Sara Ashurbeyli, Professor and prominent historian and expert in the history of Baku has calculated that the tower foundations, which extend 15 metres below ground level and the bottom three stories above ground, were originally built between the 4th and 6th centuries CE and points out the marked difference in the stone used in the tower compared to the stone used in the medieval city surrounding it. This conclusion is partly supported by historian Prof Bretanitskiy who has postulated that the tower was partly built in the 5th to 6th centuries and then later in the 12th century. The site was believed to have been used originally during the Sasanid era as a Zoroastrian temple.An inscription located 14 metres high on the south wall which in old Kufic script mentions Qubbeye Masud ibn Davud or Kubey Mesud ibn Da’ud, an architect active during the 12th century; he is the father of the architect who built the Mardakan Round Tower. However it is disputed as the inscription, unlike the Mardakan Tower inscription, does not actually reveal him to have been the architect, although it is generally agreed that much of the modern tower dates back to the 12th century. Prof. Ahmadov believes that the tower was used as an astronomical observatory from the time of this reconstruction, due to the fact that 30 hewed stone protuberances on the tower’s lower section and the 31 protuberances on the upper section, linked with a stone belt, correlate to the days of the month.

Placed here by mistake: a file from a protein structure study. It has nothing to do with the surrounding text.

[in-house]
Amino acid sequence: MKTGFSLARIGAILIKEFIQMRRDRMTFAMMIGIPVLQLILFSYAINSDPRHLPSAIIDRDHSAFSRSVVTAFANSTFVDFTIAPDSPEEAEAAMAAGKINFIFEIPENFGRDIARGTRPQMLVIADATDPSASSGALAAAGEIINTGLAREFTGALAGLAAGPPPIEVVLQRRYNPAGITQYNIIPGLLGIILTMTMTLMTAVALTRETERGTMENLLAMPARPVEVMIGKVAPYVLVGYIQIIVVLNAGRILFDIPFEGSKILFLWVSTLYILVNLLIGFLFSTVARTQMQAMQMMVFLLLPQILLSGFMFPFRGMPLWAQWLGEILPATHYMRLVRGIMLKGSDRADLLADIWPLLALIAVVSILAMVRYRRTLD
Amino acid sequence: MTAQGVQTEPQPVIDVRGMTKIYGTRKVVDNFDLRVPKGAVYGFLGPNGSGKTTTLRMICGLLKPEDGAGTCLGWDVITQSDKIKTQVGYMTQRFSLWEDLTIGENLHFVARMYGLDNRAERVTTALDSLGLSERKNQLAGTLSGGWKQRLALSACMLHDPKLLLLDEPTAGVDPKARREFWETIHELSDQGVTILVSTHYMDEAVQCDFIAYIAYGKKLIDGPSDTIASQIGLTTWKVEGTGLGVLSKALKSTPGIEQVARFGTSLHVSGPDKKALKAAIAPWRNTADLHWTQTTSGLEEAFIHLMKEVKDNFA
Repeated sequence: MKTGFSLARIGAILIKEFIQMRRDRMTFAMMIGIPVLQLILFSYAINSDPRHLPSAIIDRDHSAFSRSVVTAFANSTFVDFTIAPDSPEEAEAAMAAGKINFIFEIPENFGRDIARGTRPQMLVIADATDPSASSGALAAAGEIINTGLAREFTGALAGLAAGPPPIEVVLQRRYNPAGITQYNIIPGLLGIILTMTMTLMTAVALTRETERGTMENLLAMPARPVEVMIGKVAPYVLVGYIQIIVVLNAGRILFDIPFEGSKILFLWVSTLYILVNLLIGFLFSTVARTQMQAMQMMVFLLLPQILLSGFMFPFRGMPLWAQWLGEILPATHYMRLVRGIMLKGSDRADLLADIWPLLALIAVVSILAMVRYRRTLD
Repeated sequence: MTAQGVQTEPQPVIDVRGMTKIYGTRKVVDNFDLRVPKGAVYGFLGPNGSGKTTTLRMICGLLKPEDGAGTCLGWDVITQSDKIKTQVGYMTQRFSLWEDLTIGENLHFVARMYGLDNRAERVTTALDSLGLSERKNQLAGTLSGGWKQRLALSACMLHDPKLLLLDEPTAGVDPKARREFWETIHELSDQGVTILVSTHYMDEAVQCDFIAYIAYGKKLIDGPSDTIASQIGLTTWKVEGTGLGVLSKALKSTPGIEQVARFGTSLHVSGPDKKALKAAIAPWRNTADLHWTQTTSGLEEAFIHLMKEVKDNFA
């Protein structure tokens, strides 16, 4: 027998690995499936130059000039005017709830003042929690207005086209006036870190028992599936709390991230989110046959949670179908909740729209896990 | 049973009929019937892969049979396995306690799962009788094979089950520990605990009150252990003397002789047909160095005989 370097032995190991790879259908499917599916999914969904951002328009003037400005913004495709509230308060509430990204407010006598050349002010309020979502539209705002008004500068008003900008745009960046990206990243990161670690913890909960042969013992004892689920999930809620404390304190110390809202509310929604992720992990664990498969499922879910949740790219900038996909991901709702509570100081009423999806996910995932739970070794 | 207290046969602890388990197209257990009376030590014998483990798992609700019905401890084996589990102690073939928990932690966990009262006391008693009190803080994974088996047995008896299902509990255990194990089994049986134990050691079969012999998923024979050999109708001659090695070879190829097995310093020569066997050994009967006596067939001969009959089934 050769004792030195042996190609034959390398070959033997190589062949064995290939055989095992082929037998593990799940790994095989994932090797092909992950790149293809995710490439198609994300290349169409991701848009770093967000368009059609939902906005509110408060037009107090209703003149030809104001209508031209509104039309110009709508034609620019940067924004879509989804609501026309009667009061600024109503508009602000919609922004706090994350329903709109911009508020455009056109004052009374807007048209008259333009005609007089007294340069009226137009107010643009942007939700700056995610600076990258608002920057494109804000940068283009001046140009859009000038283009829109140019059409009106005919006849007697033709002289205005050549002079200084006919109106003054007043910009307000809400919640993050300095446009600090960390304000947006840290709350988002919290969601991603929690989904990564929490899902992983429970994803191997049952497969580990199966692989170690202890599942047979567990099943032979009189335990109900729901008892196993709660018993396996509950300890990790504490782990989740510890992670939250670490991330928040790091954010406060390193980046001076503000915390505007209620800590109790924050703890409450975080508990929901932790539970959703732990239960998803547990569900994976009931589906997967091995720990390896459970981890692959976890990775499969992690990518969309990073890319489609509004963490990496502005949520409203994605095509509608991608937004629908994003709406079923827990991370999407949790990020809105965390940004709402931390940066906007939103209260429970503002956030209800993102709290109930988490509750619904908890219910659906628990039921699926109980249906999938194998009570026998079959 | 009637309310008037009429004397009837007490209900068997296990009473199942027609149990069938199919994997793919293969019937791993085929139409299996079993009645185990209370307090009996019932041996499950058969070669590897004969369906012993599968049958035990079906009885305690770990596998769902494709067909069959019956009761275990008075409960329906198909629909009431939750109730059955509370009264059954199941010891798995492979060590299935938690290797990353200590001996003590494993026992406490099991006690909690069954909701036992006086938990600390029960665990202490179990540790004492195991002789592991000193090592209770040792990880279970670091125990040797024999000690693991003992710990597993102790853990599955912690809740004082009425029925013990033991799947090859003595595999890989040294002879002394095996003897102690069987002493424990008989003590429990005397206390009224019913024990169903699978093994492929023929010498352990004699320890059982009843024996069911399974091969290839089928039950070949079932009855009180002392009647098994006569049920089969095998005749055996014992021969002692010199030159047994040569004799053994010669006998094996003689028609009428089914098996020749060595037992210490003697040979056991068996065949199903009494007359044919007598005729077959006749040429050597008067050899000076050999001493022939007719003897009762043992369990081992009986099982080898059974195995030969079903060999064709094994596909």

According to recent archaeological excavations, carried out in 1962–63 on the ground floor of the tunnel, the tower was built on a large rock sloping toward the sea, and the buttress structure projecting out from the main tower provided stability to the tower. Further excavations have also revealed wooden girders, each 14 metres (46 ft) high, at the foundation of the tower. This has been inferred as an earthquake-resistant design. It has also been conjectured that the cylindrical shape of the tower with 5 metres (16 ft) thick base walls tapering to 4.5 metres (15 ft) (4 metres (13 ft) is also mentioned) provided the solid foundation on which it has survived over the centuries. It is also mentioned that the tower was built at one go and not at different times as inferred by other scholars.